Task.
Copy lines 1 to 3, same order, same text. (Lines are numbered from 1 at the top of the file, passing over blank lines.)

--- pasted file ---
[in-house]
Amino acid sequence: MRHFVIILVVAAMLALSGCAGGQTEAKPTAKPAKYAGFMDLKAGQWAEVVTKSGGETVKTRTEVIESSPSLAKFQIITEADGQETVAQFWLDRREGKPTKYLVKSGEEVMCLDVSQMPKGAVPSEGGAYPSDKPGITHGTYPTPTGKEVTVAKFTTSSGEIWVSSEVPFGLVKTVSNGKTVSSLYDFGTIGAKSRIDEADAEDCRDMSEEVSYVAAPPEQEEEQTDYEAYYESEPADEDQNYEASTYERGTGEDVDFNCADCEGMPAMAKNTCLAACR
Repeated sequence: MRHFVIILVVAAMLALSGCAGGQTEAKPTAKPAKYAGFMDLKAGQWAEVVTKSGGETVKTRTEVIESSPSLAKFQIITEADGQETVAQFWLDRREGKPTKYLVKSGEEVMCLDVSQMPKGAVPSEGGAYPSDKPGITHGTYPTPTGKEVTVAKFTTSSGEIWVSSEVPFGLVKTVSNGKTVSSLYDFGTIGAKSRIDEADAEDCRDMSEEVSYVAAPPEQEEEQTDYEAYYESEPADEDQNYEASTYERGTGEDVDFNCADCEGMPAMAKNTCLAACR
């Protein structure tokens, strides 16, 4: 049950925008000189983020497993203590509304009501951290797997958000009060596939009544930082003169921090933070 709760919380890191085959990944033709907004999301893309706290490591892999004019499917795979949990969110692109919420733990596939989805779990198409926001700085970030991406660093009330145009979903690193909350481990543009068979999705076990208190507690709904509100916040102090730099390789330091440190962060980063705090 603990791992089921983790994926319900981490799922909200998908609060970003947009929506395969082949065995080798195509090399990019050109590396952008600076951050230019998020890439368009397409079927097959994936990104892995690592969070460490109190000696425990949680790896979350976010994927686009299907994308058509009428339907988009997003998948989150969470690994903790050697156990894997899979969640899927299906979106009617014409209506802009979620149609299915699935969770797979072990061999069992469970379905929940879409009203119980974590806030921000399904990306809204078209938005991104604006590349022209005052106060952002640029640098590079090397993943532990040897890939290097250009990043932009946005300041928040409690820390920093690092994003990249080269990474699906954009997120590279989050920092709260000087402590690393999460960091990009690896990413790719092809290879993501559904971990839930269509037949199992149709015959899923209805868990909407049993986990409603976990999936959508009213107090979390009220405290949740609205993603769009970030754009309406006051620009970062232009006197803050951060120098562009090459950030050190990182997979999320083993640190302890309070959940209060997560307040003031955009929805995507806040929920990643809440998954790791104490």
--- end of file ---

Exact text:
[in-house]
Amino acid sequence: MRHFVIILVVAAMLALSGCAGGQTEAKPTAKPAKYAGFMDLKAGQWAEVVTKSGGETVKTRTEVIESSPSLAKFQIITEADGQETVAQFWLDRREGKPTKYLVKSGEEVMCLDVSQMPKGAVPSEGGAYPSDKPGITHGTYPTPTGKEVTVAKFTTSSGEIWVSSEVPFGLVKTVSNGKTVSSLYDFGTIGAKSRIDEADAEDCRDMSEEVSYVAAPPEQEEEQTDYEAYYESEPADEDQNYEASTYERGTGEDVDFNCADCEGMPAMAKNTCLAACR
Repeated sequence: MRHFVIILVVAAMLALSGCAGGQTEAKPTAKPAKYAGFMDLKAGQWAEVVTKSGGETVKTRTEVIESSPSLAKFQIITEADGQETVAQFWLDRREGKPTKYLVKSGEEVMCLDVSQMPKGAVPSEGGAYPSDKPGITHGTYPTPTGKEVTVAKFTTSSGEIWVSSEVPFGLVKTVSNGKTVSSLYDFGTIGAKSRIDEADAEDCRDMSEEVSYVAAPPEQEEEQTDYEAYYESEPADEDQNYEASTYERGTGEDVDFNCADCEGMPAMAKNTCLAACR